Sandhya Reveals “Innocent Monster”

Innocent Monster is everything you want in an alternative rock album. With influences
from multiple genres of music, poetic lyrics, and powerful storytelling, every track takes you on
a different journey, each one more intriguing than the last. Her narrative structure in lock step
with rhythmic song provokes the listener to hear the lyrics as well as move to the beat. She
compels the listener in, making them relatable with lines like “I hold on by not holding on” in
“All Purpose Lament” and “what is now a trickle, was once a running stream” in “Petting Zoo.”
Sandhya is no stranger to writing. She is an award winning writer and musician. Her first album,
Memoir (2007), was chalk full of story-type songs and the mastermind behind Mobtown Moon, a
nod to Pink Floyd. Innocent Monsters only amplifies her true talent, a philosophical, powerful,
and passionate storyteller with the help of her trusty piano.

You can feel Sandhya’s deep passion for music and storytelling. “Better” is the most
obvious example of this. Jazz is the main influence in this song, but she also ties in some 70’s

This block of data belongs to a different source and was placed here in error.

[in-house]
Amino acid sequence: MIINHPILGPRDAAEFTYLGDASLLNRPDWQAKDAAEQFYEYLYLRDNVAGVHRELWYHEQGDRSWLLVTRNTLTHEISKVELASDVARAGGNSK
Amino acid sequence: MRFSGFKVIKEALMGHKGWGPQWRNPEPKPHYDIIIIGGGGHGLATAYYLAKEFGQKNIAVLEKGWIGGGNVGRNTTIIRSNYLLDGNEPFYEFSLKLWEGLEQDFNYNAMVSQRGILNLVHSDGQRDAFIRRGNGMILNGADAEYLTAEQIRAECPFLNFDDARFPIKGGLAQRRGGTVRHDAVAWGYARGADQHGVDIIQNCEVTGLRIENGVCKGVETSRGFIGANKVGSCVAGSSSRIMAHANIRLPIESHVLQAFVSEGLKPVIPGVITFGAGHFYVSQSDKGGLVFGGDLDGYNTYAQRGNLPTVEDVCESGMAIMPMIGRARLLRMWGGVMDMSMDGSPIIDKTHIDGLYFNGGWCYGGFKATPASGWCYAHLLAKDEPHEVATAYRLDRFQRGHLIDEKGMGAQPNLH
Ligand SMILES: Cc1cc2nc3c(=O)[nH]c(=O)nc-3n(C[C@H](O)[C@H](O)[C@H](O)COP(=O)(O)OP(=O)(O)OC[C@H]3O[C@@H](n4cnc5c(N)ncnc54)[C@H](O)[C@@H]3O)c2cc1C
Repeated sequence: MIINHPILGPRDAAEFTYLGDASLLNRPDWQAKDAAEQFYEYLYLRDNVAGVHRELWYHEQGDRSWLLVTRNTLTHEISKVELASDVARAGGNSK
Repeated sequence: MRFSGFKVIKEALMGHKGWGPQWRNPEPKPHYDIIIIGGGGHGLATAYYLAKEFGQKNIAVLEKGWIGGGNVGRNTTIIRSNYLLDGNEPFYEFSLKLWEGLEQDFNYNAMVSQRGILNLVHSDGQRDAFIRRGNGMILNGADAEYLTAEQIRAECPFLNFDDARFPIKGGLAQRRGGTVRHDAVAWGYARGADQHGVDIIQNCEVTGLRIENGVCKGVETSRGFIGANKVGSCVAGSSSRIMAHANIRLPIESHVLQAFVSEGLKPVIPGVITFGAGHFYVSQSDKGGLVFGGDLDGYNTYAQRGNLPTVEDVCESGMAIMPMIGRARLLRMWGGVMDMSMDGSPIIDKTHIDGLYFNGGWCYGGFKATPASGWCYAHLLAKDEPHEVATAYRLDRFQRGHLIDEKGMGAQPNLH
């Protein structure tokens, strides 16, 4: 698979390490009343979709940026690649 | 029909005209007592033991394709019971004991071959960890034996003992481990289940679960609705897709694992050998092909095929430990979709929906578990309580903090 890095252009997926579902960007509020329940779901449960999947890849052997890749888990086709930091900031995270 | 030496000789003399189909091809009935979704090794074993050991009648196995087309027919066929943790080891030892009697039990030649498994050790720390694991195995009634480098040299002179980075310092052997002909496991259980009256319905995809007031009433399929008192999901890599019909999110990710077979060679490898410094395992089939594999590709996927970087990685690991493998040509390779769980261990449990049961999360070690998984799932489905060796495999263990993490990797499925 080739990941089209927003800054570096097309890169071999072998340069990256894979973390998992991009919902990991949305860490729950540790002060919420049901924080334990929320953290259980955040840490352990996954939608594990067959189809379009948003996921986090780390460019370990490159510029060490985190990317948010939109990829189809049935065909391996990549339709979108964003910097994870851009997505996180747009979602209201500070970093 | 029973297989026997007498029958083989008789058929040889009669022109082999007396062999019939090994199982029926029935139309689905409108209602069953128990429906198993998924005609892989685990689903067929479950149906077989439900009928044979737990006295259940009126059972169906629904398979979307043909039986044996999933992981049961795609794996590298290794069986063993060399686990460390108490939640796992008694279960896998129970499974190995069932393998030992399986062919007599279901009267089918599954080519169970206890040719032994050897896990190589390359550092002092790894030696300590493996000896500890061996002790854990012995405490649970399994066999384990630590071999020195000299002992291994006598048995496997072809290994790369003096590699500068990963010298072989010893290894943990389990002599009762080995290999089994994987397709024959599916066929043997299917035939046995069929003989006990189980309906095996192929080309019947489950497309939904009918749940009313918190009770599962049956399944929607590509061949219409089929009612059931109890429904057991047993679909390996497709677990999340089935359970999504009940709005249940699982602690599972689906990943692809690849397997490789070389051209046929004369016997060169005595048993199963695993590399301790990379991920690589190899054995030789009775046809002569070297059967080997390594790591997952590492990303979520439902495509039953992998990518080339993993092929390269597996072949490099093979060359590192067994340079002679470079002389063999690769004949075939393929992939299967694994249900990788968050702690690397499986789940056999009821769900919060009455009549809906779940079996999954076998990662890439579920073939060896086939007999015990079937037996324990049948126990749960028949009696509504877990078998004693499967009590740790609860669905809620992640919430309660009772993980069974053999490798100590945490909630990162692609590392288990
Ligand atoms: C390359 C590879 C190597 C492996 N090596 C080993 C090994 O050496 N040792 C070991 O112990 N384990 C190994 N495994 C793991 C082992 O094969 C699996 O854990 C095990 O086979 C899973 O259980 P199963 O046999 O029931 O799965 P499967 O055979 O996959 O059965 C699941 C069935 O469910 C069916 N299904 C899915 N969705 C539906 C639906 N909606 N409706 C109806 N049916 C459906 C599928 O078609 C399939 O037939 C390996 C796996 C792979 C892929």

pop and some western styles. What makes this song so powerful is the essence of spoken word.
Because there is no obvious hook, she makes you listen to the lyrics and engulfs you in a story of
a girl trying to find better in life. It keeps you listening, so much so that she makes you want to
know what happens next. Where does her future go? Where will her future take her? It’s not
traditional and that’s what makes it so intriguing.

A stark contrast to the poetic form in “Better,” she takes us on a more familiar trail in
“Last Two Standing” which is more reminiscent of a country rock song. She still guides you
through a story, but unlike “Better,” she gives us a more traditional structure with a strong hook
and repetitive form. It has a little bit of a church choir feel with the use of the organ, enhancing
the religious feeling she gives you and narrative lyrics of “won’t you love me like we’re the last
two standing” and “I will always be your soft landing.”

She beautifully intertwined so many musical ingredients in Innocent Monsters, from the
ballads of “Mark Me” and “All Purpose Lament” to the improvisational jazz qualities of “The
Neighbors” and “Innocent.” Jazz, Rock, Country, and 70’s, 80’s, and 90’s pop blend so
effortlessly. It’s playful, new, and sticks with you even after listening. You can’t listen to it once,
you want to listen to it over and over again. You’ll definitely want this on your spotify playlist.


One thought on “Sandhya Reveals “Innocent Monster”

  1. Jane, thank you for this amazing, flattering, on-point review. No other reviewer has connected with the storytelling aspect of my songs better than you. I so appreciate the time you took to listen closely and write so well.

    Again, thank you, and be well!


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